Body Language Mirroring and You Part 1
You’ve undoubtedly seen it yourself: one person witnesses another person yawn, and suddenly they’re both yawning like crazy! Just another odd human quirk, eh? But even though we’ve all grown used to the idea of mirroring someone else’s behavior, the question of why we do it still remains elusive. And seeing as how all things mirror-related is our business, Superior Mirror sent out our top investigators in an effort to widen our gaze and explore the intriguing phenomena of body language mirroring.
What types of behaviors are mirrored? Before we delve into the “why,” it seems prudent to identify the “what,” specifically the different behaviors that are unconsciously mirrored by others. Mirroring is not the same as copying, in that there is no deliberate thought or will behind the act. When it comes to naturally fulfilling the urge to mirror body language, the action is involuntary and comes from all types of actions, movements or “ticks,” though some behaviors are mirrored more easily than others.
- Facial expressions
- Smiling and/or yawning are usually considered very “contagious,” as facial expressions are the most regularly-mirrored behaviors of men and women. Even at this level, mirroring not only triggers duplication of the gesture, but the action/behavior itself actually creates an emotional response. Mirroring a smile makes you feel happy, mirroring a yawn makes you feel sleepy and so on.
- Physical Movement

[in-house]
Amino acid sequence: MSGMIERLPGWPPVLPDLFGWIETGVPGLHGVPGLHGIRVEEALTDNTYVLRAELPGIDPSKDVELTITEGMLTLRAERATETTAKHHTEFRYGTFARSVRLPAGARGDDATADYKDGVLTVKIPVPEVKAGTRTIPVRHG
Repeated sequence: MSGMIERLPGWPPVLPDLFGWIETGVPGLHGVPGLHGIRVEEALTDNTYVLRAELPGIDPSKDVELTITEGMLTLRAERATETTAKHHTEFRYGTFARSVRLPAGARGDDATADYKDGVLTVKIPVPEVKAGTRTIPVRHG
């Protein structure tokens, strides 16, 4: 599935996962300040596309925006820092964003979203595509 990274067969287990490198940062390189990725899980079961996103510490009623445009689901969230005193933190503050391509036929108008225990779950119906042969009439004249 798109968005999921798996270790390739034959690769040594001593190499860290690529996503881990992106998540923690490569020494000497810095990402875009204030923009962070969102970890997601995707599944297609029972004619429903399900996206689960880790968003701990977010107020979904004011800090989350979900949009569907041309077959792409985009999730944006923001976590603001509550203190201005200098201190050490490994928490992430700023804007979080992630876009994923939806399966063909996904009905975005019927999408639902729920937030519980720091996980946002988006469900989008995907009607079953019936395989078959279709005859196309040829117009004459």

- Larger, more physical mirroring events occur as well, though most often in high concentrations of people or group gatherings such as swaying to music at a concert, cheering intensely with others at sporting events or joining in a standing ovation after a speech. Unlike facial expressions, physical movement mirroring is often the emotional trigger rather than an associated side effect, but the emotional association still takes place.
- Even complex behavioral elements such as voices, intonations and accents can be subconsciously mirrored in an effort to build a connection with someone. Vocal mirroring is unique in that both parties often become self-aware of the action as it occurs, which can occasionally be misinterpreted as mocking or condescending by the mirrored individual.
So there you have it: humans mirror just about every behavior and action of one another, and often without realizing it. But exactly why we mirror one another still has yet to be discovered, so tune in next time for Superior Mirror’s second part of our blog mini-series to find out. The answer may surprise you!